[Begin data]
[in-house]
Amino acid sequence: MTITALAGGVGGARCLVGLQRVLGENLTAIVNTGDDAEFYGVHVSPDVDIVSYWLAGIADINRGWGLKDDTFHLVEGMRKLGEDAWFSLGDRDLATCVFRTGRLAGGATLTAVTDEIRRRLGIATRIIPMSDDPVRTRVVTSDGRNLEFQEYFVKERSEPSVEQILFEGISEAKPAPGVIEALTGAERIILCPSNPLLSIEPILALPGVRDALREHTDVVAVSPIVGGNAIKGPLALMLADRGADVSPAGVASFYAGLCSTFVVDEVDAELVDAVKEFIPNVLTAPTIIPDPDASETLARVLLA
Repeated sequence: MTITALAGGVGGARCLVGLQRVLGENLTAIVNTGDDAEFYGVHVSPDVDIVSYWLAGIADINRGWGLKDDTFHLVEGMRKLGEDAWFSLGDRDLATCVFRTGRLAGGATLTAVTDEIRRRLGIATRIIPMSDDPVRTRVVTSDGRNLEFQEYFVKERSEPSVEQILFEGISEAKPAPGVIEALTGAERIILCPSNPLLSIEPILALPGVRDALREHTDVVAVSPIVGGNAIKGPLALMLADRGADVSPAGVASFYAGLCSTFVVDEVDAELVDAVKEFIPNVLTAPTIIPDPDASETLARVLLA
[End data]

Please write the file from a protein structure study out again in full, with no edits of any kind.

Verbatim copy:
[in-house]
Amino acid sequence: MTITALAGGVGGARCLVGLQRVLGENLTAIVNTGDDAEFYGVHVSPDVDIVSYWLAGIADINRGWGLKDDTFHLVEGMRKLGEDAWFSLGDRDLATCVFRTGRLAGGATLTAVTDEIRRRLGIATRIIPMSDDPVRTRVVTSDGRNLEFQEYFVKERSEPSVEQILFEGISEAKPAPGVIEALTGAERIILCPSNPLLSIEPILALPGVRDALREHTDVVAVSPIVGGNAIKGPLALMLADRGADVSPAGVASFYAGLCSTFVVDEVDAELVDAVKEFIPNVLTAPTIIPDPDASETLARVLLA
Repeated sequence: MTITALAGGVGGARCLVGLQRVLGENLTAIVNTGDDAEFYGVHVSPDVDIVSYWLAGIADINRGWGLKDDTFHLVEGMRKLGEDAWFSLGDRDLATCVFRTGRLAGGATLTAVTDEIRRRLGIATRIIPMSDDPVRTRVVTSDGRNLEFQEYFVKERSEPSVEQILFEGISEAKPAPGVIEALTGAERIILCPSNPLLSIEPILALPGVRDALREHTDVVAVSPIVGGNAIKGPLALMLADRGADVSPAGVASFYAGLCSTFVVDEVDAELVDAVKEFIPNVLTAPTIIPDPDASETLARVLLA